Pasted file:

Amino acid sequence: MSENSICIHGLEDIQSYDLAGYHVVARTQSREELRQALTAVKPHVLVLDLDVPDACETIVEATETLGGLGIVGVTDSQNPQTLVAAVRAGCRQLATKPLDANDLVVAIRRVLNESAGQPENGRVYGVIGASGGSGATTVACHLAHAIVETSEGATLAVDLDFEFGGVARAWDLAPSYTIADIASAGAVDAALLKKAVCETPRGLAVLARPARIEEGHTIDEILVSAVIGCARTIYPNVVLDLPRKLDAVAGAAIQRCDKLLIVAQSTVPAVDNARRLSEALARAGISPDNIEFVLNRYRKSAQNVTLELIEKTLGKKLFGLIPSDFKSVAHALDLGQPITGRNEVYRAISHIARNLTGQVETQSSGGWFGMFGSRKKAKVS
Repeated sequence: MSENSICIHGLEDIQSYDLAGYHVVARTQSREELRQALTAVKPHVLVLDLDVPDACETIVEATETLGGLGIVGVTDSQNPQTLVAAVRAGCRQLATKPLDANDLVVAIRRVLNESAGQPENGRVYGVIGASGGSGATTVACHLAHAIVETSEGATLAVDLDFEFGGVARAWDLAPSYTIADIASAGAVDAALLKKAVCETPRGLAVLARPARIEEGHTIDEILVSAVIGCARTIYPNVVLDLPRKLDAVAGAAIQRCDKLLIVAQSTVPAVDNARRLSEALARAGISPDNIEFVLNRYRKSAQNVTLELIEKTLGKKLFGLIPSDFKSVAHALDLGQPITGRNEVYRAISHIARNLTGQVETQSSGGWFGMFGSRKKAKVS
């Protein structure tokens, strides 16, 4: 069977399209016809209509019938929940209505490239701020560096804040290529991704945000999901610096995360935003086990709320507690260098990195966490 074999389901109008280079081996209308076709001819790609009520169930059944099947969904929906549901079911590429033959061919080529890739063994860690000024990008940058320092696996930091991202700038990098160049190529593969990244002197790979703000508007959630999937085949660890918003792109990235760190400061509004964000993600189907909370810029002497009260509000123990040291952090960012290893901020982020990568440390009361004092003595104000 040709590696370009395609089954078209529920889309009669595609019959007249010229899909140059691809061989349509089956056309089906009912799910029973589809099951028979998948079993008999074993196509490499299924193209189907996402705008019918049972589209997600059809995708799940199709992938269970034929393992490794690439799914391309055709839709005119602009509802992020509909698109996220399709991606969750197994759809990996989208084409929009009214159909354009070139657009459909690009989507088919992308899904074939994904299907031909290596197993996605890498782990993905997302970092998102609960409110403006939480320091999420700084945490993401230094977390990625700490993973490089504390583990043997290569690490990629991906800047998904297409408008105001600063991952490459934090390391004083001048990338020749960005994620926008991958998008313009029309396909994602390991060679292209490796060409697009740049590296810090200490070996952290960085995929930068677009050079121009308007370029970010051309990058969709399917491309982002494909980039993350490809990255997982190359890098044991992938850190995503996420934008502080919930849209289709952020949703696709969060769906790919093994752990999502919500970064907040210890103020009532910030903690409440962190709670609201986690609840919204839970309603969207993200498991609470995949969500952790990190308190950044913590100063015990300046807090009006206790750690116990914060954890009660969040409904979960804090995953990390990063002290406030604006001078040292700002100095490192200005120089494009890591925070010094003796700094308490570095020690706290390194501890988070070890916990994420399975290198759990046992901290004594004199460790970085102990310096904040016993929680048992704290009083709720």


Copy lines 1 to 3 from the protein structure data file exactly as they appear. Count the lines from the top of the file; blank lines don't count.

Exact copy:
Amino acid sequence: MSENSICIHGLEDIQSYDLAGYHVVARTQSREELRQALTAVKPHVLVLDLDVPDACETIVEATETLGGLGIVGVTDSQNPQTLVAAVRAGCRQLATKPLDANDLVVAIRRVLNESAGQPENGRVYGVIGASGGSGATTVACHLAHAIVETSEGATLAVDLDFEFGGVARAWDLAPSYTIADIASAGAVDAALLKKAVCETPRGLAVLARPARIEEGHTIDEILVSAVIGCARTIYPNVVLDLPRKLDAVAGAAIQRCDKLLIVAQSTVPAVDNARRLSEALARAGISPDNIEFVLNRYRKSAQNVTLELIEKTLGKKLFGLIPSDFKSVAHALDLGQPITGRNEVYRAISHIARNLTGQVETQSSGGWFGMFGSRKKAKVS
Repeated sequence: MSENSICIHGLEDIQSYDLAGYHVVARTQSREELRQALTAVKPHVLVLDLDVPDACETIVEATETLGGLGIVGVTDSQNPQTLVAAVRAGCRQLATKPLDANDLVVAIRRVLNESAGQPENGRVYGVIGASGGSGATTVACHLAHAIVETSEGATLAVDLDFEFGGVARAWDLAPSYTIADIASAGAVDAALLKKAVCETPRGLAVLARPARIEEGHTIDEILVSAVIGCARTIYPNVVLDLPRKLDAVAGAAIQRCDKLLIVAQSTVPAVDNARRLSEALARAGISPDNIEFVLNRYRKSAQNVTLELIEKTLGKKLFGLIPSDFKSVAHALDLGQPITGRNEVYRAISHIARNLTGQVETQSSGGWFGMFGSRKKAKVS
């Protein structure tokens, strides 16, 4: 069977399209016809209509019938929940209505490239701020560096804040290529991704945000999901610096995360935003086990709320507690260098990195966490 074999389901109008280079081996209308076709001819790609009520169930059944099947969904929906549901079911590429033959061919080529890739063994860690000024990008940058320092696996930091991202700038990098160049190529593969990244002197790979703000508007959630999937085949660890918003792109990235760190400061509004964000993600189907909370810029002497009260509000123990040291952090960012290893901020982020990568440390009361004092003595104000 040709590696370009395609089954078209529920889309009669595609019959007249010229899909140059691809061989349509089956056309089906009912799910029973589809099951028979998948079993008999074993196509490499299924193209189907996402705008019918049972589209997600059809995708799940199709992938269970034929393992490794690439799914391309055709839709005119602009509802992020509909698109996220399709991606969750197994759809990996989208084409929009009214159909354009070139657009459909690009989507088919992308899904074939994904299907031909290596197993996605890498782990993905997302970092998102609960409110403006939480320091999420700084945490993401230094977390990625700490993973490089504390583990043997290569690490990629991906800047998904297409408008105001600063991952490459934090390391004083001048990338020749960005994620926008991958998008313009029309396909994602390991060679292209490796060409697009740049590296810090200490070996952290960085995929930068677009050079121009308007370029970010051309990058969709399917491309982002494909980039993350490809990255997982190359890098044991992938850190995503996420934008502080919930849209289709952020949703696709969060769906790919093994752990999502919500970064907040210890103020009532910030903690409440962190709670609201986690609840919204839970309603969207993200498991609470995949969500952790990190308190950044913590100063015990300046807090009006206790750690116990914060954890009660969040409904979960804090995953990390990063002290406030604006001078040292700002100095490192200005120089494009890591925070010094003796700094308490570095020690706290390194501890988070070890916990994420399975290198759990046992901290004594004199460790970085102990310096904040016993929680048992704290009083709720």